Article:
Not in Our School Videos | Page 6 | Not in Our Town

Not in Our School Videos

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  • Shaw High School students use role play to discourage bullying.
  • As Indiana University students celebrate the holiday season, the sense of calm is shattered by a series of attacks against Jewish institutions. Bloomington United, a community group created in 1998 after a white supremacist spread hate and murder on campus, reaches out to IU students and helps heal new wounds.
  • In the heart of the South, students at the University of Mississippi question whether traditions tied to the Confederacy and segregation continue to belong on their campus. When a chant and football fight song surface old racial tensions and divide the Ole Miss community, student leaders, supported by their chancellor, bring people together. This is the first segment in the PBS special, "Not In Our Town: Class Actions," which premiered nationally in Feb. 2012. For more information, visit http://www.niot.org/classactions.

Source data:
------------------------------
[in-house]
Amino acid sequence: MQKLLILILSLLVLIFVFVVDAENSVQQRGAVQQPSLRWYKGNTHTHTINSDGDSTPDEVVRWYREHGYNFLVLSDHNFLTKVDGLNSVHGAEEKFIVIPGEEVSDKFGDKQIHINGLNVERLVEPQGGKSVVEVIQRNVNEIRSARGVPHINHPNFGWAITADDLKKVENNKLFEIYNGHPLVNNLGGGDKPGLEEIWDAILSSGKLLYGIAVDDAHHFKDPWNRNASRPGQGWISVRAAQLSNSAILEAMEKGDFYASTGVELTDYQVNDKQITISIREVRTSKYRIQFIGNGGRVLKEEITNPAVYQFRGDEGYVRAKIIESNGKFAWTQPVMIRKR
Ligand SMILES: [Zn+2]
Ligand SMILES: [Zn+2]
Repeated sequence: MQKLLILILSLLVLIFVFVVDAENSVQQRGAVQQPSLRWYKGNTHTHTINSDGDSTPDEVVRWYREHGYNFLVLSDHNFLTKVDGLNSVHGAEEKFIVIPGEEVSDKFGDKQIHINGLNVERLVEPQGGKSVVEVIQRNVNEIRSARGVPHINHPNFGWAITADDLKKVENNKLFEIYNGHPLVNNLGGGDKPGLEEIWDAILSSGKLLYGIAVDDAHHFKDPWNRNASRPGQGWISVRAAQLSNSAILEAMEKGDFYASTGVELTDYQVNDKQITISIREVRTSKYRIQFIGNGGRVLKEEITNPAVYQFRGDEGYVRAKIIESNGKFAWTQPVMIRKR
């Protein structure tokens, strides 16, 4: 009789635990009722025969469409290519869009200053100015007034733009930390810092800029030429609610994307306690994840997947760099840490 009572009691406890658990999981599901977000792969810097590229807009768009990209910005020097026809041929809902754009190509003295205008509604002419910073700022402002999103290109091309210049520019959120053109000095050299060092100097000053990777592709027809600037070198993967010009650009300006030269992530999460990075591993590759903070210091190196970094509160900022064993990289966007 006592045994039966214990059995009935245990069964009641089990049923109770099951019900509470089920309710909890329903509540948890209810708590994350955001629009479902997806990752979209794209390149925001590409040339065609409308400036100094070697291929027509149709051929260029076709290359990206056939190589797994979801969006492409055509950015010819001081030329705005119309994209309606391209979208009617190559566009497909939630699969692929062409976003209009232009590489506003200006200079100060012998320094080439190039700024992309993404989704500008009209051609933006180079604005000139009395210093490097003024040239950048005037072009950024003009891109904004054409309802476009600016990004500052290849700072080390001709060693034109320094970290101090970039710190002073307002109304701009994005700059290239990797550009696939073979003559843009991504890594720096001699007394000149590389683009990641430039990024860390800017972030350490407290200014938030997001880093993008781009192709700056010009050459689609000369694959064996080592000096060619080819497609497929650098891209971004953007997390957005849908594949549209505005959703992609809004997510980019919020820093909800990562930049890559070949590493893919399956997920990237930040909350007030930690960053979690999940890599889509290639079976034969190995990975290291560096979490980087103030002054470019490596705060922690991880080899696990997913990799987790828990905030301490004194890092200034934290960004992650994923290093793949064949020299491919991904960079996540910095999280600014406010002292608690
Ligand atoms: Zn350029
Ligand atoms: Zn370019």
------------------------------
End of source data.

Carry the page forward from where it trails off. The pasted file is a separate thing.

• After a rash of bias-motivated incidents and hate crimes at the University of San Diego, faculty, staff and student leaders have been grappling with how to respond.
  • On the edge of the Mojave Desert in California, educators, political leaders, and students join in a citywide Not In Our Town campaign as they face the dangers of bullying after teen suicides devastate two nearby towns. A local middle school counselor initiates this anti-bullying program for several districts with over 35,000 students where youth take the lead. This film features high school students mentoring younger students. It is the final segment in the PBS special, "Not In Our Town: Class Actions," which premiered nationally in Feb. 2012. For more information, visit http://www.niot.org/classactions
  • When teacher Janet Miller learned that transgender youth in her district were the most at risk of attempting suicide, she wanted to make sure that her students felt safe. After sharing the alarming statistics with the school community, teachers and students worked together to create a Gay Straight Alliance at Hoover Middle School in the San Francisco Unified School District. The GSA brings students together to talk about differences and acceptance.